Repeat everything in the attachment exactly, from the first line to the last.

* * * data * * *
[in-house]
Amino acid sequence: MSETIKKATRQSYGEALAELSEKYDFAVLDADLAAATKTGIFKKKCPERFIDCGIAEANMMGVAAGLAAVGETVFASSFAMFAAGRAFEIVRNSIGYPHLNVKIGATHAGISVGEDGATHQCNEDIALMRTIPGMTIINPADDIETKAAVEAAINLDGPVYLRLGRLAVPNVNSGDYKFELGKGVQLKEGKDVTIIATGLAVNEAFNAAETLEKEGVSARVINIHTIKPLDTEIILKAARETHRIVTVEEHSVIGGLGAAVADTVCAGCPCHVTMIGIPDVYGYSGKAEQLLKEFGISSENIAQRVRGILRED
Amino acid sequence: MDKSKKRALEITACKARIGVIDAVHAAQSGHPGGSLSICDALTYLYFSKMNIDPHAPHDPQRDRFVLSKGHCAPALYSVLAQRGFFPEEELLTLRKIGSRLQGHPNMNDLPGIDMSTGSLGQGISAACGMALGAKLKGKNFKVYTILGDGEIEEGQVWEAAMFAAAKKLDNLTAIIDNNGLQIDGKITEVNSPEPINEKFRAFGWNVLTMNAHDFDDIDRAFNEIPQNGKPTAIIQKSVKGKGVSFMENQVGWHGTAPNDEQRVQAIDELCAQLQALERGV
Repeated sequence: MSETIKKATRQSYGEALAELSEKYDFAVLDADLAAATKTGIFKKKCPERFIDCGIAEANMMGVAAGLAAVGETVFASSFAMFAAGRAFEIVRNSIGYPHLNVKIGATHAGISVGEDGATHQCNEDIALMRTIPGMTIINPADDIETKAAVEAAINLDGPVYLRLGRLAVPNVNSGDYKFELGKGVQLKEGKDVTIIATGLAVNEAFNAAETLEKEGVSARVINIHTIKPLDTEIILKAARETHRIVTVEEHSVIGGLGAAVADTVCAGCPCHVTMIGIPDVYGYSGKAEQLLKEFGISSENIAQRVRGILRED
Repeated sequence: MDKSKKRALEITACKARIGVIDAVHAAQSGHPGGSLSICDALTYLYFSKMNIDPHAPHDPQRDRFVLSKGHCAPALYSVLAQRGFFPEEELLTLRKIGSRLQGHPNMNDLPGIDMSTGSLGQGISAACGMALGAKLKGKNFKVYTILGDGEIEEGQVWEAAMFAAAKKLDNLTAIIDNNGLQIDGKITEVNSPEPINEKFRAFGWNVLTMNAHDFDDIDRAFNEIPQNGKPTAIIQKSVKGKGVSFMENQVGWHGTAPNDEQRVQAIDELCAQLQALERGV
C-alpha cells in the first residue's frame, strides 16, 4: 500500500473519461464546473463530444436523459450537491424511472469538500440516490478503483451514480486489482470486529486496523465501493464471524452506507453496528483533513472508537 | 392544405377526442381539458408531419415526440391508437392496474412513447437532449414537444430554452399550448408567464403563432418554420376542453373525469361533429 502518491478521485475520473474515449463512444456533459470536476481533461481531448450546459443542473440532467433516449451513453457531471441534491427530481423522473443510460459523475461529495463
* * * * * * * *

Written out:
[in-house]
Amino acid sequence: MSETIKKATRQSYGEALAELSEKYDFAVLDADLAAATKTGIFKKKCPERFIDCGIAEANMMGVAAGLAAVGETVFASSFAMFAAGRAFEIVRNSIGYPHLNVKIGATHAGISVGEDGATHQCNEDIALMRTIPGMTIINPADDIETKAAVEAAINLDGPVYLRLGRLAVPNVNSGDYKFELGKGVQLKEGKDVTIIATGLAVNEAFNAAETLEKEGVSARVINIHTIKPLDTEIILKAARETHRIVTVEEHSVIGGLGAAVADTVCAGCPCHVTMIGIPDVYGYSGKAEQLLKEFGISSENIAQRVRGILRED
Amino acid sequence: MDKSKKRALEITACKARIGVIDAVHAAQSGHPGGSLSICDALTYLYFSKMNIDPHAPHDPQRDRFVLSKGHCAPALYSVLAQRGFFPEEELLTLRKIGSRLQGHPNMNDLPGIDMSTGSLGQGISAACGMALGAKLKGKNFKVYTILGDGEIEEGQVWEAAMFAAAKKLDNLTAIIDNNGLQIDGKITEVNSPEPINEKFRAFGWNVLTMNAHDFDDIDRAFNEIPQNGKPTAIIQKSVKGKGVSFMENQVGWHGTAPNDEQRVQAIDELCAQLQALERGV
Repeated sequence: MSETIKKATRQSYGEALAELSEKYDFAVLDADLAAATKTGIFKKKCPERFIDCGIAEANMMGVAAGLAAVGETVFASSFAMFAAGRAFEIVRNSIGYPHLNVKIGATHAGISVGEDGATHQCNEDIALMRTIPGMTIINPADDIETKAAVEAAINLDGPVYLRLGRLAVPNVNSGDYKFELGKGVQLKEGKDVTIIATGLAVNEAFNAAETLEKEGVSARVINIHTIKPLDTEIILKAARETHRIVTVEEHSVIGGLGAAVADTVCAGCPCHVTMIGIPDVYGYSGKAEQLLKEFGISSENIAQRVRGILRED
Repeated sequence: MDKSKKRALEITACKARIGVIDAVHAAQSGHPGGSLSICDALTYLYFSKMNIDPHAPHDPQRDRFVLSKGHCAPALYSVLAQRGFFPEEELLTLRKIGSRLQGHPNMNDLPGIDMSTGSLGQGISAACGMALGAKLKGKNFKVYTILGDGEIEEGQVWEAAMFAAAKKLDNLTAIIDNNGLQIDGKITEVNSPEPINEKFRAFGWNVLTMNAHDFDDIDRAFNEIPQNGKPTAIIQKSVKGKGVSFMENQVGWHGTAPNDEQRVQAIDELCAQLQALERGV
C-alpha cells in the first residue's frame, strides 16, 4: 500500500473519461464546473463530444436523459450537491424511472469538500440516490478503483451514480486489482470486529486496523465501493464471524452506507453496528483533513472508537 | 392544405377526442381539458408531419415526440391508437392496474412513447437532449414537444430554452399550448408567464403563432418554420376542453373525469361533429 502518491478521485475520473474515449463512444456533459470536476481533461481531448450546459443542473440532467433516449451513453457531471441534491427530481423522473443510460459523475461529495463